After walking on stage to a huge standing ovation, Winfrey told roughly 400 men and women why she's supporting Abrams.
"I was just sitting at home in California minding my own business but I could not stop thinking about what's going on down here," Winfrey said at the first of two town hall campaign events for Abrams.
Winfrey said she reached out to Abrams and asked to campaign for her because Abrams stands for values that matter.
Winfrey said she wanted to call Abrams but didn’t have her number, so she asked around until she got Abrams’ cell phone and called three days ago. “Girl, let me pull over to the side of the road!” Winfrey recalled Abrams saying.
She added that her mission was personal.
"Nobody paid for me to come here, nobody even asked me to come here, I paid for myself and I approve this message."
"I am an independent woman," Winfrey said. "I've earned the right to think for myself and to vote for myself, and that's why I am a registered independent."
Winfrey said she came because she likes Abrams’ positions on Medicaid, gun control, affordable housing, among other issues, and that Abrams will “serve the underserved.” She said she’s here “to support a change maker.”
After Winfrey spoke for roughly 20 minutes, Abrams was brought out and the two sat on chairs as Winfrey asked Abrams to explain her positions on the issues.
Winfrey asked what being in debt has taught Abrams. Abrams said she’s learned you don’t have to walk away from responsibilities, and told the crowd that even though she’s on a payment plan with the IRS and has debt, “I know how to manage a budget.” Abrams added she has to do more with less. She also said no one has ever had to sue her to get their money.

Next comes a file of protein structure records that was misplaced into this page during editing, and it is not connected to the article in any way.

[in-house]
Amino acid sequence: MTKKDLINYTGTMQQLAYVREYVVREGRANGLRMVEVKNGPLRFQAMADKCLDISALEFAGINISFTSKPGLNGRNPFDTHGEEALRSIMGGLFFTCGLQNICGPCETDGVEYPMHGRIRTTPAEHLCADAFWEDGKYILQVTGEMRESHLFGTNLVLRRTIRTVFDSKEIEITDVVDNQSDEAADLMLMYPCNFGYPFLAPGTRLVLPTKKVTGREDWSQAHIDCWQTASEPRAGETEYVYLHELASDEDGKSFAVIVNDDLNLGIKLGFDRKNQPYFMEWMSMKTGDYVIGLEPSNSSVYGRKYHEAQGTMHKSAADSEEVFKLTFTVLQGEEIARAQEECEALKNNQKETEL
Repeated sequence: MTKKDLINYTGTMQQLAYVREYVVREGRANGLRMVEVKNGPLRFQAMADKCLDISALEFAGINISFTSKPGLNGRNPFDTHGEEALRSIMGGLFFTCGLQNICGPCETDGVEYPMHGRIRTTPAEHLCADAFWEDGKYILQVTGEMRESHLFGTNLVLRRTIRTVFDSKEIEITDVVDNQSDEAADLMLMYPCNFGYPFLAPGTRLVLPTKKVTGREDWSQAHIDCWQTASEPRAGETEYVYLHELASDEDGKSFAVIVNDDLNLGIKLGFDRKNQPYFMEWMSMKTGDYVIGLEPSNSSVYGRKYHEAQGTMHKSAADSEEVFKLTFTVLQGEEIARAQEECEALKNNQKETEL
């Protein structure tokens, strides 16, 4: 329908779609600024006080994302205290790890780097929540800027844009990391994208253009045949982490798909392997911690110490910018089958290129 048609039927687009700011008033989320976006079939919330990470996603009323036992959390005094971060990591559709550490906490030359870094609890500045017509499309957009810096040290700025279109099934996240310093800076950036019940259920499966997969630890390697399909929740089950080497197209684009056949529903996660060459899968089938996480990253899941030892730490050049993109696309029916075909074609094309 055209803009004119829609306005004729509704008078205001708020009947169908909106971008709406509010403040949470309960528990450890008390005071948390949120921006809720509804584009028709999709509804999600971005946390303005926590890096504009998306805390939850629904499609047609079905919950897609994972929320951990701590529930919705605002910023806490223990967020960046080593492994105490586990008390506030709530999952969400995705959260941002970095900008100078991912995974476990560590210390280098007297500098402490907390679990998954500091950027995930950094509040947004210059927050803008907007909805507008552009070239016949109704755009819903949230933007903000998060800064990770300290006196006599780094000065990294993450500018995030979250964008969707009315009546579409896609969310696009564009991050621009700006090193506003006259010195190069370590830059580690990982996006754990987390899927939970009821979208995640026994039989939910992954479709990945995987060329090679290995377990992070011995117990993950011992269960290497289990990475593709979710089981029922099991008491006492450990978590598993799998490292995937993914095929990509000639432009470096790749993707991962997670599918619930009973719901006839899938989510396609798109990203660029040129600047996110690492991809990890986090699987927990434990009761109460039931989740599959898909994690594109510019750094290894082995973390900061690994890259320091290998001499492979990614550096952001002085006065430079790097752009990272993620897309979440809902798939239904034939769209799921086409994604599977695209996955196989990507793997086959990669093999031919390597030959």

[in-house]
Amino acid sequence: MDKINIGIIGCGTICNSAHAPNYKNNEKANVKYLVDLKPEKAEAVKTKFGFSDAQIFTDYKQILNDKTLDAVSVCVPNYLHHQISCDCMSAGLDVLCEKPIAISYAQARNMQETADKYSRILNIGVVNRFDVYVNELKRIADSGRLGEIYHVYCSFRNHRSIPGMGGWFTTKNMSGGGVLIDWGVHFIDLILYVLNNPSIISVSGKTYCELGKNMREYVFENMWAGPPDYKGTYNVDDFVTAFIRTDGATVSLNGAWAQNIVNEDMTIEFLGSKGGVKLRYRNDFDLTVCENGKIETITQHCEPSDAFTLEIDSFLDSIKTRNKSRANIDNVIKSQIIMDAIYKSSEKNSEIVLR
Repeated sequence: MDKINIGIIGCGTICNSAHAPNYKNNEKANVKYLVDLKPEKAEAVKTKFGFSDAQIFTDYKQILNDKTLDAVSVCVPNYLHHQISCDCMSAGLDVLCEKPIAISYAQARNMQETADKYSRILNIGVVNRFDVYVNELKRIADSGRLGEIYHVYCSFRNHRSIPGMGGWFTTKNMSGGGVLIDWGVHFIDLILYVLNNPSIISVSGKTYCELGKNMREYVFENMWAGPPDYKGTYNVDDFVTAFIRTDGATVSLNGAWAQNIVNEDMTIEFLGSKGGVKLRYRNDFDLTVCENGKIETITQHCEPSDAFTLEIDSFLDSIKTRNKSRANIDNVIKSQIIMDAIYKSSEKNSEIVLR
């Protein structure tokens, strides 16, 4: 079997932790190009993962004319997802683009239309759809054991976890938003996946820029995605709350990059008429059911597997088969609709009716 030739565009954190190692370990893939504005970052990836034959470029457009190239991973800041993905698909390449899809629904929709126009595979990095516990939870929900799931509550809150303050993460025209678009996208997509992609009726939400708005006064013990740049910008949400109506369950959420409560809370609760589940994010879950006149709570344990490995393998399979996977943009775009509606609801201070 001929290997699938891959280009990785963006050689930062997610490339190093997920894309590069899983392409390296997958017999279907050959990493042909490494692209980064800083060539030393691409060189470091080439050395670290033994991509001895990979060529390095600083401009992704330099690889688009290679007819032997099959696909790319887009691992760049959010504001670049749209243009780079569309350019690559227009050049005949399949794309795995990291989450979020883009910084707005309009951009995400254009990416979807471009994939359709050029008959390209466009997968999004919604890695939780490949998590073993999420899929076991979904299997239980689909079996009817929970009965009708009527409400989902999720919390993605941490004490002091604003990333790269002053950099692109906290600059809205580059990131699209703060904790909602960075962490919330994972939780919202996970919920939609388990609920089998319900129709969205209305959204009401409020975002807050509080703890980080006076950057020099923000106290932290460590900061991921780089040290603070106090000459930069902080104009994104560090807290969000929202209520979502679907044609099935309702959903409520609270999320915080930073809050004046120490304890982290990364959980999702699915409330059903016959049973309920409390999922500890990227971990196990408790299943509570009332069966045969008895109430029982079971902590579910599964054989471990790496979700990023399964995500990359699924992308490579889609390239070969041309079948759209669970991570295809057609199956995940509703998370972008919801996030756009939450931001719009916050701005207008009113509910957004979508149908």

The events are billed as "a conversation on the critical value of women in leadership and what is at stake for our communities in the election.”
The second event is Thursday afternoon in Decatur, Georgia.
Abrams hopes to make history on Election Day by becoming the first African-American female elected governor in U.S. history.
Winfrey is the latest high-profile figure to campaign in the state’s close gubernatorial race. Former President Barack Obama will also campaign for Abrams this week and comedian/actor Will Ferrell went door-knocking for Abrams last week.
Before the event Abrams thanked Winfrey in a statement, saying she said has "inspired so many."
"Oprah Winfrey has inspired so many of us through the years with her unparalleled ability to form real connections and strengthen the bonds of family and community. I am honored to have Oprah join me for uplifting and honest conversations with voters about the clear choice before us in this election and the boundless potential of Georgians," Abrams said in the statement.
Vice President Pence was campaign in Georgia Thursday, campaigning for Abrams’s opponent, Republican nominee Brian Kemp, President Trump was set to do so as well before Election Day.
After saying he had "heard Ophrah was in town," Pence accused Abrams of being "bankrolled by Hollywood liberals." He said he had a "message for Abrams' Hollywood friends: This ain't Hollywood."
Abrams and Kemp are running to replace outgoing GOP Gov. Nathan Dean, who is term-limited.
ABC News' Deena Zaru contributed to this report.